English Fox-Hunting

English Fox-Hunting

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It is a hackneyed enough remark, that both ancient and modern writers make sad work of it when they attempt a description of heaven. To describe a run with fox-hounds is a not much-easier task; but to make the attempt with any other county than Leicestershire, in our eye, would be giving a chance away. Let us then suppose ourselves at Ashby Pasture, in the Quorn country, with Mr. Osbaldeston's hounds. Let us also indulge ourselves with a fine morning in the first week of February, and at least two hundred well-mounted men by the covers side. Time being called-say a quarter past eleven, nearly our great-grandfathers' dinner hour-the hounds approach the furze-brake, or the gorse, as it is called in that region. "Hark in, hark!" with a slight cheer, and perhaps one wave of his cap, says Mr. Osbaldeston, who has long hunted his own pack, and in an instant he has not a hound at his horse's heels. In a very short time the gorse appears shaken in various parts of the cover-apparently from an unknown cause, not a single hound being for some minutes visible. Presently one or two appear, leaping over some old furze which they cannot push through, and exhibit to the field their glossy skins and spotted sides. "Oh you beauties!" exclaims some old Meltonian, rapturously fond of the sport. Two minutes more elapse: another hound slips out of cover, and takes a short turn outside, with his nose to the ground and his stern lashing his side thinking, no doubt, he might touch on a drag, should Reynard have been abroad in the night. Hounds have no business to think, thinks the second whipper-in, who observes him; but one crack of his whip, with "Rasselas, Rasselas, where are you going, Rasselas? Get to cover, Rasselas"; and Rasselas immediately disappears. Five minutes more pass away. "No fox here," says one. "Don't be in a hurry," cries Mr. Cradock, "they are drawing it beautifully, and there is rare lying in it!" These words are scarcely uttered, when the cover shakes more than ever. Every stem appears alive, and it reminds us of a corn-field waving in the wind. In two minutes the sterns of some more hounds are seen "flourishing" above the gorse.* "Have at him there again, my good hounds-a fox for a hundred!" reiterates the Squire -putting his finger in his ear, and uttering a scream which, not being set to music, we cannot give here. Jack Stevens (the first whipper-in) looks at his watch. At this moment, 'John White, ' 'Val. Maher, ' 'Frank Holyoake' (who will pardon us for giving them their noms de chasse) and two or three more of the fast ones, are seen creeping gently on towards a point at which they think it probable he may break. "Hold hard there," says a sportsman; but he might as well speak to the winds. "Stand still, gentle men; pray stand still," exclaims the huntsman; he might as Well say so to the sun. During the time we have been speaking of, all the field have been awake-gloves put on-cigars thrown away-the bridle-reins gathered well up into the hand, and hats pushed down upon the brow."show more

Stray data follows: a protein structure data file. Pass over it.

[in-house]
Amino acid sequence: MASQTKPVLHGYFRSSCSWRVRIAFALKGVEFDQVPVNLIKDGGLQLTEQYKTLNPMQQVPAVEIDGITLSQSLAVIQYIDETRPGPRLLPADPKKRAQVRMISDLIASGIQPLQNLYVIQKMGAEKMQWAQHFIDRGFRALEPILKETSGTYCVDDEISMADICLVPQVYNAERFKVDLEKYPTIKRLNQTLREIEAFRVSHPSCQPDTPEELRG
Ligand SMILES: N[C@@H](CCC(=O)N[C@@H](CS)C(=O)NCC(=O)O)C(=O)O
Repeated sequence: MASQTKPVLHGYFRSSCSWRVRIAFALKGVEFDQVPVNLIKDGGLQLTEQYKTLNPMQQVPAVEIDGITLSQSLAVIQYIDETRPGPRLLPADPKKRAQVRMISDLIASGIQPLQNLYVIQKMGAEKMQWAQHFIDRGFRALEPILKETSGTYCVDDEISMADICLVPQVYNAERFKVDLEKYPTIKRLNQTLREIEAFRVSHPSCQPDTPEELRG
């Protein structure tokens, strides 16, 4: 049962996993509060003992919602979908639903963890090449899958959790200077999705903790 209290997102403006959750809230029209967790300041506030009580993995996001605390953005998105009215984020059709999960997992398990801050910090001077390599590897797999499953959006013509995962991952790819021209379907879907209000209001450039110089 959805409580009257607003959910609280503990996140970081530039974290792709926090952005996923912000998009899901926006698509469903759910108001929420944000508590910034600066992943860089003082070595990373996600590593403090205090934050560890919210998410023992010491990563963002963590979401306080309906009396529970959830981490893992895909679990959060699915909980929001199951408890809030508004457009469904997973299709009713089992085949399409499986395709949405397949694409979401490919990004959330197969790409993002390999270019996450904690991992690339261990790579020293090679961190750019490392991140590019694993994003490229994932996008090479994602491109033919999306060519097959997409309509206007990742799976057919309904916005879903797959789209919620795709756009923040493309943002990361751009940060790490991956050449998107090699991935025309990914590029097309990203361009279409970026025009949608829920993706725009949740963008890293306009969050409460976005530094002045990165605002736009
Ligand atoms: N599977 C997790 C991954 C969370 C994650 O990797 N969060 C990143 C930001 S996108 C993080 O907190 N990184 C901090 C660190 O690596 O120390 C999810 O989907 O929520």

Product details

  • Paperback | 28 pages
  • 127 x 203.2 x 1.52mm | 77.11g
  • Createspace
  • United States
  • English
  • black & white illustrations
  • 1507832036
  • 9781507832035

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